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  • Writer's picturePastor Elaine

Sixth Sunday of Easter: "You are My Friends... Love One Another"

May the words from my lips and the meditations of our hearts always be pleasing to you, O God.

A few weeks ago, Trevor showed me a video he had seen on Facebook.  It had gone viral with people thinking it was humorous.

It featured a preacher who was “calling out” members of his congregation, or rather singling them out.  He was berating and belittling people.

I did not find it funny.

I was and remain deeply disturbed by what the preacher was doing because he kept saying, “You know I love you, don’t you?”  This did not - does not - feel like love to me.  It felt like anger and hate and abuse.  It also seemed to me that perhaps this preacher might be happier in a new line of work.

This is not an example of the love that Jesus preached.  This is not an example of the love that John the Evangelist wrote about in our reading this morning.

Let’s take a closer look at the love John was talking about and consider how we can make that love central to how we live.

Sometimes our lectionary jumps around and this is one of those times.  The reading from the Gospel of John is out of order.  We have gone back in time to the night of his arrest when Jesus delivers a final testimony to his disciples to help them in the days ahead.  Here he repeats the most important of all his commandments - that they love one another.

Our readings today are connected with the theme of love for one another.  In the Gospel we have the example of friendship.  With this image of friendship we are called to serve others as Jesus came to serve.

Friendship captures the love, the joy, the deep mutuality of the relationship into which Christ invites us.

The Greeks believed that true friends are willing to die for each other.  This is why John has Jesus say that there is nothing greater than to lay down one’s  life for another.

Do you know the story of the Hollies' song, “He’s Not Heavy He’s My Brother?” This song hints at the love Christians are to have for one another.  Love that is not a burden.  Apparently the song  came about because of an experience in an orphanage.  The song was inspired by something that happened at the Boys Town orphanage.  The priest, Father Flanagan, saw an older boy carrying a younger boy with polio and asked if carrying the boy was difficult.  The older boy responded, “He ain’t heavy, Father, he’s my brother.”

How can we carry one another in love, not as a burden but as a privilege of being in one family in Christ?

In our Gospel reading this morning, Jesus speaks about love found in friendship. Friends of Jesus and friendship in Jesus requires that we follow his command to love one another.  If we are friends and followers of Jesus how ought we live and act in light of this command?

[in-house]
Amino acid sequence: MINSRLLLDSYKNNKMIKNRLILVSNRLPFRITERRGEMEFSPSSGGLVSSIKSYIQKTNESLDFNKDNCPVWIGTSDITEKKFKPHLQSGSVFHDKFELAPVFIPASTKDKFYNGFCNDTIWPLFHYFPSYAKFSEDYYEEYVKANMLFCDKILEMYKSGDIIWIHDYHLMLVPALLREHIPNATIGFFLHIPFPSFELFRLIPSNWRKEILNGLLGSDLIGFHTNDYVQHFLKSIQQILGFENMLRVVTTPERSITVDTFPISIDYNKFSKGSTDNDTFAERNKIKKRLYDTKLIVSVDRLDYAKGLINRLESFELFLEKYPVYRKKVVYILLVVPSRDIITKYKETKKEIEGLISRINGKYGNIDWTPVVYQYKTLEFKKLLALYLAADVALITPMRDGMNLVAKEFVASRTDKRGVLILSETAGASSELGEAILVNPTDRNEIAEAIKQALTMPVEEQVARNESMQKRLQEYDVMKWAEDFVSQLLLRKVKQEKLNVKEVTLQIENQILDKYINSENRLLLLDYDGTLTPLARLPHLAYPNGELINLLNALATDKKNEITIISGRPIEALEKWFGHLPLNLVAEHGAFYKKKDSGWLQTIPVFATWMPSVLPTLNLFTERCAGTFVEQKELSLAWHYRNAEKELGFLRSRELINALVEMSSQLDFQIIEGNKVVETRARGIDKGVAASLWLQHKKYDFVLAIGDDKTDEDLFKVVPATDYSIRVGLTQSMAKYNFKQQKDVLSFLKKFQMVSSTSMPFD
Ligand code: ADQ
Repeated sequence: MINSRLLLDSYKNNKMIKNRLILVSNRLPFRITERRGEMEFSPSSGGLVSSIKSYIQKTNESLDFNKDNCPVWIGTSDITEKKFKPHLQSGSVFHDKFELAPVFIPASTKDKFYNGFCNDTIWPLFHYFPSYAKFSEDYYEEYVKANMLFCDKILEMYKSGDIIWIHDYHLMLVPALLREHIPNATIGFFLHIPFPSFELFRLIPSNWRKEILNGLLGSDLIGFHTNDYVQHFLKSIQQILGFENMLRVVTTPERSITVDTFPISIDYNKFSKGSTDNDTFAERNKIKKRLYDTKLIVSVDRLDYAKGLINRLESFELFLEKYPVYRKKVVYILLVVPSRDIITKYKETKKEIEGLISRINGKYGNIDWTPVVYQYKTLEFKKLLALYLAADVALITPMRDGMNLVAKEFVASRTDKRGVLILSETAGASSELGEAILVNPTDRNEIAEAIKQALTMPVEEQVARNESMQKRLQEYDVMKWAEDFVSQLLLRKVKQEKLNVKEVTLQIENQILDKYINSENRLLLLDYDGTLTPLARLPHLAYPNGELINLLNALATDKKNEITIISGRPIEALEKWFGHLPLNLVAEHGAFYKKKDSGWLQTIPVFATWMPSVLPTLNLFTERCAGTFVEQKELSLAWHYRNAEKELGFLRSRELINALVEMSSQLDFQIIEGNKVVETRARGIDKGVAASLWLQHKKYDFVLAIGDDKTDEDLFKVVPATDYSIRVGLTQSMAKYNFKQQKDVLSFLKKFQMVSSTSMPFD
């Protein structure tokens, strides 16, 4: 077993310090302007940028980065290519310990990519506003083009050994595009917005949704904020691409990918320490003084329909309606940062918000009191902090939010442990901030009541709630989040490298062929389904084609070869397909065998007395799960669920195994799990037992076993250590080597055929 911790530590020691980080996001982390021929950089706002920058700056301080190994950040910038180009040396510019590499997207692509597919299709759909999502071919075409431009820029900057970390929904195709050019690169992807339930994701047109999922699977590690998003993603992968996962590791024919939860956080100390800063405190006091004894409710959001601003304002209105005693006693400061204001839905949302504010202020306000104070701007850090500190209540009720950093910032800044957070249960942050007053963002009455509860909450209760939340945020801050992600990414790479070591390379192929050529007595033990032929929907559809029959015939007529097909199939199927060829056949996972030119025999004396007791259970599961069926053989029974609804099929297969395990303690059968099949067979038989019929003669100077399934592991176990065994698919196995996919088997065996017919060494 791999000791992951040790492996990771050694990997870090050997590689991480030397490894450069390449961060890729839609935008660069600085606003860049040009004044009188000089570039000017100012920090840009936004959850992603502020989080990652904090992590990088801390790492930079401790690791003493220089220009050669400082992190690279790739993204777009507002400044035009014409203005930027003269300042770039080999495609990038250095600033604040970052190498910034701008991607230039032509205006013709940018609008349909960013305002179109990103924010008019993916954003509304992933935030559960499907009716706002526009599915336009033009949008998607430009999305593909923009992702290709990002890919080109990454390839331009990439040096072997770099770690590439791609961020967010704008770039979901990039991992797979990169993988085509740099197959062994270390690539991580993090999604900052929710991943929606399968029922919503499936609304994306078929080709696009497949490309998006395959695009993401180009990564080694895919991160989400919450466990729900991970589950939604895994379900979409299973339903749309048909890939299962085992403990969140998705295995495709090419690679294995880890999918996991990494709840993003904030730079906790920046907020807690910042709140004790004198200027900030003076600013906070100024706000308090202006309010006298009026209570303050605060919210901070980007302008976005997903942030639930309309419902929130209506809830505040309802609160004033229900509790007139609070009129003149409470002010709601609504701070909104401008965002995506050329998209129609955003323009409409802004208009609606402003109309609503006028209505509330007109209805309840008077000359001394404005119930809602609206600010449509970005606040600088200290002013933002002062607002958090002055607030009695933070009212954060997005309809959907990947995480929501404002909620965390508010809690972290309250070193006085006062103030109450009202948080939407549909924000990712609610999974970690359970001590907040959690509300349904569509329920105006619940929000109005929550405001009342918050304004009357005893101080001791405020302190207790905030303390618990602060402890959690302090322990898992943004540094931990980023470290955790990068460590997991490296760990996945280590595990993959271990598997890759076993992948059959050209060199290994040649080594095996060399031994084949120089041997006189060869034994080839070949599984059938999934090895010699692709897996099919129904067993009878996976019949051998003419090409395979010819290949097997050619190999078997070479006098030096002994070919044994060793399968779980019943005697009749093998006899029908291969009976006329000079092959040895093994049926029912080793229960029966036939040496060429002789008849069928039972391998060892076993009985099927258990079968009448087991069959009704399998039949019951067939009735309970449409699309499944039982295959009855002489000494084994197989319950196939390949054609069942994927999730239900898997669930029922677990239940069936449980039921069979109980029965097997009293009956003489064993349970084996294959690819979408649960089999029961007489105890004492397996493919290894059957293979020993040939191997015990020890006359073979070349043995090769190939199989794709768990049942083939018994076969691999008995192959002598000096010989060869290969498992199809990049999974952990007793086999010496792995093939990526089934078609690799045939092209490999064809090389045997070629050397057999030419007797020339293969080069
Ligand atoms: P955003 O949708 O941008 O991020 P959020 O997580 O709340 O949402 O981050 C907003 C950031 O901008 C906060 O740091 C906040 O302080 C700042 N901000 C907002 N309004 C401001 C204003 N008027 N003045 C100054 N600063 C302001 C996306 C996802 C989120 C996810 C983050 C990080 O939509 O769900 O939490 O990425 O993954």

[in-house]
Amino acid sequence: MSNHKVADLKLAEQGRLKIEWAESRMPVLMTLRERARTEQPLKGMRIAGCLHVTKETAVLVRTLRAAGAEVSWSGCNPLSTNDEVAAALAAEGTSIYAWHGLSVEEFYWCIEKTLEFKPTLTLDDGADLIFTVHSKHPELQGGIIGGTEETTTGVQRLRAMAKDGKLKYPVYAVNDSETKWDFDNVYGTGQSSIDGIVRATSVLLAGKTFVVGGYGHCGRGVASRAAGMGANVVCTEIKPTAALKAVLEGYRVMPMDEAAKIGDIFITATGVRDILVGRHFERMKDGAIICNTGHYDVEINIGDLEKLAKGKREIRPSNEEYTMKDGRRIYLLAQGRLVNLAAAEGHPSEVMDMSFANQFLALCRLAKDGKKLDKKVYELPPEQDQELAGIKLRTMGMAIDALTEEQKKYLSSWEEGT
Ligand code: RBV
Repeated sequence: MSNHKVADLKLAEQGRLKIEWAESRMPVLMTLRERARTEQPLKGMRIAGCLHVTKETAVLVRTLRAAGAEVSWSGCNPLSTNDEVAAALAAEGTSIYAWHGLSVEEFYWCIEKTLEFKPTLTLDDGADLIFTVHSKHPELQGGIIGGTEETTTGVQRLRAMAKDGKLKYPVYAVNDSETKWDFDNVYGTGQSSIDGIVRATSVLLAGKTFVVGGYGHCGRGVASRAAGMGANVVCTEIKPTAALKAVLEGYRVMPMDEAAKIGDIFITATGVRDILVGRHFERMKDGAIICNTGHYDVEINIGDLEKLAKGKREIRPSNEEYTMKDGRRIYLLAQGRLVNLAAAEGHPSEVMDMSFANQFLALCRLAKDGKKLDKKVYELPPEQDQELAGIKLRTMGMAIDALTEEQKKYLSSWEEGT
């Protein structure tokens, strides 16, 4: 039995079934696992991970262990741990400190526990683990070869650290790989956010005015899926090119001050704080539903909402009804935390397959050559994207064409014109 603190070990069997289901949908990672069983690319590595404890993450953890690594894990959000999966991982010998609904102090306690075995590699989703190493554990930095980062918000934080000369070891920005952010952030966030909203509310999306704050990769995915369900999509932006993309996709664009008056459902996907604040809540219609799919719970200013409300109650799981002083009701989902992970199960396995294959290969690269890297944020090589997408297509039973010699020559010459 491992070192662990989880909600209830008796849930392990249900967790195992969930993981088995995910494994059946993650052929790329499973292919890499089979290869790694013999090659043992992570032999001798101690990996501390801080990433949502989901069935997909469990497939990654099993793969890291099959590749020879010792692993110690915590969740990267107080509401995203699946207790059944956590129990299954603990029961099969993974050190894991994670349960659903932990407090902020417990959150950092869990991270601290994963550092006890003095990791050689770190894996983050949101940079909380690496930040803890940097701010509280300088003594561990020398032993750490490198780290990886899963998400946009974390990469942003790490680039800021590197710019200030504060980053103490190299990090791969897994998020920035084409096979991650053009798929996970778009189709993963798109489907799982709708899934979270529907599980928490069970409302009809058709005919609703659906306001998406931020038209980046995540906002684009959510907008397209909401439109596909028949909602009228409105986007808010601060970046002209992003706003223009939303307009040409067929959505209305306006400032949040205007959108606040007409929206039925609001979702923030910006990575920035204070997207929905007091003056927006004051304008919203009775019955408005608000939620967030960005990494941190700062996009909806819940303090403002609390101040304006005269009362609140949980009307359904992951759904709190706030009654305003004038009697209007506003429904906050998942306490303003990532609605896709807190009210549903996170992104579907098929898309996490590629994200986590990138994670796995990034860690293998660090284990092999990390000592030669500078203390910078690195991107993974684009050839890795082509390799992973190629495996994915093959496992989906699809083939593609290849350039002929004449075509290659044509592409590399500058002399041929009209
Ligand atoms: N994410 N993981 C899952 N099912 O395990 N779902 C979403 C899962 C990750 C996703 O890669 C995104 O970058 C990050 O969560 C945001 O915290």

Take some time and think about how you have experienced Jesus as a friend in your life - and try NOT to start humming “What a Friend We Have in Jesus?!  

Think about the friends in your life - friends from childhood, perhaps life long friends, friends from different eras of our lives, different places we have lived.

Friends can extend to non humans as well.  Children might be better at this than we are.  When Leah was young she had a couple of very real friends that only she could see (adults tend to dismiss these friends as “invisible”), but to Leah they were very very real.  I got quite familiar with them as well as they seemed to spend a lot of time at my house.  There was Boop Boop and Meet Meet - don’t ask me why they had double names!  Boop Boop was the main friend and very good and loving.  Meet Meet on the other hand was very naughty and always getting into trouble - Leah had to reprimand her on more than one occasion.  I remember distinctly the day that Meet Meet insisted on putting on white clothes and going out to hide in the snow.  Leah was very cross with her.

Friends also come in the form of animals.  We call them pets or companion animals but truth be told they are really our friends.  When I was young we adopted a dachshund from the Humane Society.  Ted was immediately my dog - my friend.  He slept on the end of my bed and I loved him.  But my younger brothers were allergic and we had to return him.  I remember getting up really early on the day he was to go back  - I walked through the neighbourhood crying till I got to my friend’s house -and I rang the bell - goodness knows what her parents thought - very early in the morning I turn up crying my heart out!   I don’t know why I went there - maybe I hoped they would change what was happening.

Since then there have been many four legged friends in my life.  Some have stayed longer than others.  But losing them was always too soon.  These friends are different than any others we may have because if we love them they love us back - no conditions. 

Yes, we can have bosom buddy friends - friends that are closer than family.  We can have friends that we cannot imagine living without. Friends that know our deepest secrets.   We may call these friends spouse or partner or lover or friend or Boop Boop.  But they love us and we love them.  Our lives are richer because of them.

Jesus urged his closest friends to love each other as he loved them. Our friends can also be found in this space.  They are not our “Christian Friends”, they are just our friends and we are blessed to call each other that.

Could we stretch the boundaries of who or what we call friend?  What if the whole world was our friend?  Would we look after those in need a bit better? Would we do more to bring peace to troubled nations?  Would we treat the natural world better?

What does it look like to follow Christ’s love command within these sacred relationships?



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